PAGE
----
Gil Shaham was born in 1971 in Illinois and grew up in Israel, where he studied at the Rubin Academy of Music. He made his debut at age ten with the Jerusalem Symphony and Israel Philharmonic, and he studied with Dorothy DeLay, first at Aspen and later at Juilliard. Mr. Shaham made his San Francisco Symphony debut in 1990 as a Shenson Young Artist and has returned often, most recently in February in a recital given under San Francisco Symphony auspices.
After performing at Caramoor, Aspen, the Blossom Festival, Tanglewood, and the Hollywood Bowl last summer, Mr. Shaham’s 2012-13 season engagements include the Brahms Violin Concerto with the Los Angeles Philharmonic, Philadelphia Orchestra, and Cincinnati Symphony; the Beethoven Violin Concerto with the Boston and Saint Louis symphony orchestras; and Mozart’s Turkish Concerto with the Pittsburgh, Toronto, and Seattle symphony orchestras. During recital tours this season in the US, Europe, and Japan, Mr. Shaham performs new works, including compositions by William Bolcom and Avner Dorman, as well as a recently commissioned duo work by Julian Milone. This season also sees Mr. Shaham return to Bach’s sonatas and partitas for solo violin. He frequently collaborates with his sister (pianist Orli Shaham), with his wife (violinist Adele Anthony), and with his brother-in-law (conductor David Robertson).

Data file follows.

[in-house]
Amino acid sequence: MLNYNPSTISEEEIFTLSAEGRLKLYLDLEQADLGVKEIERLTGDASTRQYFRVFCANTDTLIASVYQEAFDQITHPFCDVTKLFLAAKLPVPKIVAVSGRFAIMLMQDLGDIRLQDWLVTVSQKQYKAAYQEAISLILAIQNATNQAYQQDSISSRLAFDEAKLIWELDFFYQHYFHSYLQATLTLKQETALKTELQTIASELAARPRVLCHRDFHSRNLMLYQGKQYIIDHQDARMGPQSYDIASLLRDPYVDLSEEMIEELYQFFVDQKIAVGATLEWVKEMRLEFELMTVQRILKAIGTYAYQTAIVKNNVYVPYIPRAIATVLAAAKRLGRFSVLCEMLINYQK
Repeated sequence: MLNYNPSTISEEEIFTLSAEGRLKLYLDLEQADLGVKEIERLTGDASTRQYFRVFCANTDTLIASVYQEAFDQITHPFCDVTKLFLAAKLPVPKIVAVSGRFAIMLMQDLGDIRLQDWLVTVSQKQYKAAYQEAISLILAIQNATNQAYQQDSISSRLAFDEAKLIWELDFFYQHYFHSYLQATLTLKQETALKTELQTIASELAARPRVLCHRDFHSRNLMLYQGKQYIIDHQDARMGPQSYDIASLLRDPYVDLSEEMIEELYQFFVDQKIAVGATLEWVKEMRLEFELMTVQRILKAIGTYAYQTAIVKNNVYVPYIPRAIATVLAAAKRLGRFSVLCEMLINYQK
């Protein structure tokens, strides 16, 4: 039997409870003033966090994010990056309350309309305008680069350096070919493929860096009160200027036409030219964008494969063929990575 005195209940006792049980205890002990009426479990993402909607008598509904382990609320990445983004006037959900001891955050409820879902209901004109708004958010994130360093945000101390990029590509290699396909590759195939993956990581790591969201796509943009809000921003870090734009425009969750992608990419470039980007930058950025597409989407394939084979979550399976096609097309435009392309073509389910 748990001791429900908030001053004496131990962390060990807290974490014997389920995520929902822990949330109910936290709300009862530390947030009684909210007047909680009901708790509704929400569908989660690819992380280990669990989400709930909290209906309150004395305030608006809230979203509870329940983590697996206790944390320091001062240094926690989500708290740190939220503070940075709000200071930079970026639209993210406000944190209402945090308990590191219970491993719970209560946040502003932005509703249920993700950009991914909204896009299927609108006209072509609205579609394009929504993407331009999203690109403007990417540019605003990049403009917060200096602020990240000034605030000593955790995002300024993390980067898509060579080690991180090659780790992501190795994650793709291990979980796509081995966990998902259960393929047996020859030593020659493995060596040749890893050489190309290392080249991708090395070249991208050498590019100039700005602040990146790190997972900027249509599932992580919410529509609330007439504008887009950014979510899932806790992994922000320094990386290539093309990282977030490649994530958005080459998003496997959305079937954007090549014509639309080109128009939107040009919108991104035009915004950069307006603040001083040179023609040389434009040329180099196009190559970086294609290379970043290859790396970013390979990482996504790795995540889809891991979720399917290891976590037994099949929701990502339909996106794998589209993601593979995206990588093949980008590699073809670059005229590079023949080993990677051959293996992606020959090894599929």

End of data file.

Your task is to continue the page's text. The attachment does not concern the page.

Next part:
Mr. Shaham has recorded more than two dozen CDs, earning multiple Grammy awards, a Grand Prix du Disque, a Diapason d’Or, and a Gramophone Editor’s Choice award. The first recording of his Violin Concertos of the 1930s project will be released on Mr. Shaham’s label, Canary Classics, and will include Stravinsky’s Concerto with the BBC Symphony Orchestra, the Barber Concerto with the New York Philharmonic, and Berg’s Concerto with the Dresden Staatskapelle, all with David Robertson conducting. Other albums on the Canary Classics label feature Mr. Shaham performing works by Haydn, Mendelssohn, Mozart, Tchaikovsky, Elgar, and Prokofiev, among others. Mr. Shaham and his sister recently released Hebrew Melodies, which explores both traditional and modern Jewish music and features the world-premiere recording of Israeli composer Avner Dorman’s Nigunim.
Mr. Shaham was awarded an Avery Fisher Career Grant in 1990 and won the Avery Fisher Award in 2008. He plays the 1699 “Countess Polignac” Stradivarius violin.